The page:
Associated Press Writer SAN FRANCISCO—Imported insects have been deployed as foot soldiers in the fight against invasive bugs and plants that cause billions of dollars in damage each year. But some of those imports are proving to be pests themselves that upset the balance of nature and threaten native species.
A weevil released to attack a weed has veered off target and is gobbling up a native plant in Midwestern Nebraska. A fly that was supposed to kill invasive moths is wiping out native moths in the northeastern region of New England. And an insect introduced to combat a pesky weed led to a spike in the population of mice carrying a potentially deadly virus in the central northern state of Montana.
Despite such scattered scientific mishaps, the Associated Press found the federal agency that has approved the importation and release of hundreds of insects over the past three decades seldom tracks their effects on other species and the environment and does not even know whether most of the introduced bugs have died off or thrived unchecked.
It largely leaves the monitoring of bug releases to states and researchers who critics say have little funding or inclination to track impacts that might not show up for decades.
Too many insects have been let loose without understanding their effectiveness and the long-term consequences, critics say. Although only a relative handful of biological controls are known to have gone wild, they say there is potential for unpredictable harm from others.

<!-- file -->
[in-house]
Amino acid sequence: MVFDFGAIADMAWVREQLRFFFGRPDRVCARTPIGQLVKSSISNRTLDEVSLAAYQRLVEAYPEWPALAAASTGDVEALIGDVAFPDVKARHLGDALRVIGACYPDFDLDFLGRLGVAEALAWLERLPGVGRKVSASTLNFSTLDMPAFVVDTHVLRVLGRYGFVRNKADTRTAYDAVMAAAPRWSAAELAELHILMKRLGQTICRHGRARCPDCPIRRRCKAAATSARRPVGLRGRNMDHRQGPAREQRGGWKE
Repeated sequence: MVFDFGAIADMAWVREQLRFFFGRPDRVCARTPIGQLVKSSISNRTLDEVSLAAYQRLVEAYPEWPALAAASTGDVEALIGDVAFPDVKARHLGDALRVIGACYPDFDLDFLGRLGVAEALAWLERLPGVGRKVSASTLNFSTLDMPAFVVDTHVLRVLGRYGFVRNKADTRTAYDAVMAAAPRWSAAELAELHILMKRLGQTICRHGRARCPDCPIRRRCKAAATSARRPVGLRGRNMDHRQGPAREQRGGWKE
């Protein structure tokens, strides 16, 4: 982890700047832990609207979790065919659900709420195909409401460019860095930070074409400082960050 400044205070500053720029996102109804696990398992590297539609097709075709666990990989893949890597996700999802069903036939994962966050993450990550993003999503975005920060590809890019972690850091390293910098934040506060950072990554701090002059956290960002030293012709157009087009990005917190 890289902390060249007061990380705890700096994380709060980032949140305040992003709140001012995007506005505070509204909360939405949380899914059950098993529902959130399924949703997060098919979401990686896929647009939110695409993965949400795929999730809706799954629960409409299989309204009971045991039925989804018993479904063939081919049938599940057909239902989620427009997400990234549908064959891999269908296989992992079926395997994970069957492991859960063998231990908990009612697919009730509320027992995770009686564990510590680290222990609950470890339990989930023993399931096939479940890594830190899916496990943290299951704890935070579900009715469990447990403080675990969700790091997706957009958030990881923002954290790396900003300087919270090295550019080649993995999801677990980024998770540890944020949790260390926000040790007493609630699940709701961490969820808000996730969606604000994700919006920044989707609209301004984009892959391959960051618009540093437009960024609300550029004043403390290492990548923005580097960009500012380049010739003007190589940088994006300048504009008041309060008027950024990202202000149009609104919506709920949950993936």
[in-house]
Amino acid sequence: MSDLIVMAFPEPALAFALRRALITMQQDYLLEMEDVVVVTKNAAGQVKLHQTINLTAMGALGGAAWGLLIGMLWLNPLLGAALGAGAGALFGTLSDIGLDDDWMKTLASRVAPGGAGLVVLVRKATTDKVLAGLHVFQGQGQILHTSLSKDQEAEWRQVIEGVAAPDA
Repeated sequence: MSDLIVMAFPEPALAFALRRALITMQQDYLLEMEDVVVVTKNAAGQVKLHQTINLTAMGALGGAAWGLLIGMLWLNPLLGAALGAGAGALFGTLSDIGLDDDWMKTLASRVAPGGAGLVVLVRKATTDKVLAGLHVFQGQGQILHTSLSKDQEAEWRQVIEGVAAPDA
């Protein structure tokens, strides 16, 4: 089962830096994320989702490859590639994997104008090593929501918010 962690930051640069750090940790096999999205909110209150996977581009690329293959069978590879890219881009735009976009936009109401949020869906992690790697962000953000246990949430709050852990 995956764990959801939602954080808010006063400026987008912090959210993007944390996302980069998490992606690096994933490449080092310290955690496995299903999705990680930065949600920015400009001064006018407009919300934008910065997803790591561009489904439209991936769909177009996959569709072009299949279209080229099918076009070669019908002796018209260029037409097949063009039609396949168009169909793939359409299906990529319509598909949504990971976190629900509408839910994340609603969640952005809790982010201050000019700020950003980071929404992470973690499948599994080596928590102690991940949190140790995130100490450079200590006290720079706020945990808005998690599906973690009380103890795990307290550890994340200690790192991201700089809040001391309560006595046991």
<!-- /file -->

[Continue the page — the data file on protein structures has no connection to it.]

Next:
"If you find you've got a problem with a chemical, you can stop spraying it," said Daniel Simberloff, an environmental science professor at the University of Tennessee, Knoxville. "If you find you made a mistake with a biocontrol agent, you can't call it back."
In one of the most infamous disasters, farmers introduced the mongoose to Hawaii in the late 1800s to control rats that were feeding on sugar cane. Rather than control rats, the mongoose have preyed on the nests of endangered and threatened native birds.
In the past decade, researchers found that a parasitic fly, released as late as 1986 to combat gypsy and brown tail moths, is devastating the native silk moth population in New England.
But supporters view biological controls as an alternative to widespread pesticide and herbicide use, and say the science has come a long way.
Scientists now spend years vetting critters to make sure they do not feed on what they are not supposed to, said Mark Hoddle, an entomologist with the University of California, Riverside.
Despite some recent lapses, advocates of biocontrol point to successes.
The vidalia beetle from Australia in the late 19th century helped save California's citrus industry, which was ravaged by a scale insect, Hoddle said. In the 1940s, Klamathweed beetle helped control St. John's wort, a weed that is toxic to livestock and crowds out native plant species.
"The alternatives are do nothing, let (the invasive species) do what it does, and suffer the consequences," Hoddle said. "Or spray insecticide or herbicide like crazy. That's expensive, pollutes the air and contaminates our groundwater."
The U.S. Department of Agriculture's Animal and Plant Health Inspection Service (APHIS) has approved hundreds of biocontrol agents since the early 1970s, said technical adviser Robert Flanders, the former head of the permitting unit.
But officials say they do not have a more precise number because biocontrol permits over the decades have been intermingled with thousands of files for other permits.
The agency does not know what happened to most of the biocontrol agents it approved for use, Flanders said, because it does not have congressional authority to require monitoring after insects are released or to collect such data.
However, he noted that the potential effects are assessed prior to every release, with input from federal environmental agencies.
"When you approve a permit, it is an irretrievable event," Flanders said. "The signing of a permit ... is not received lightly by the people who do it."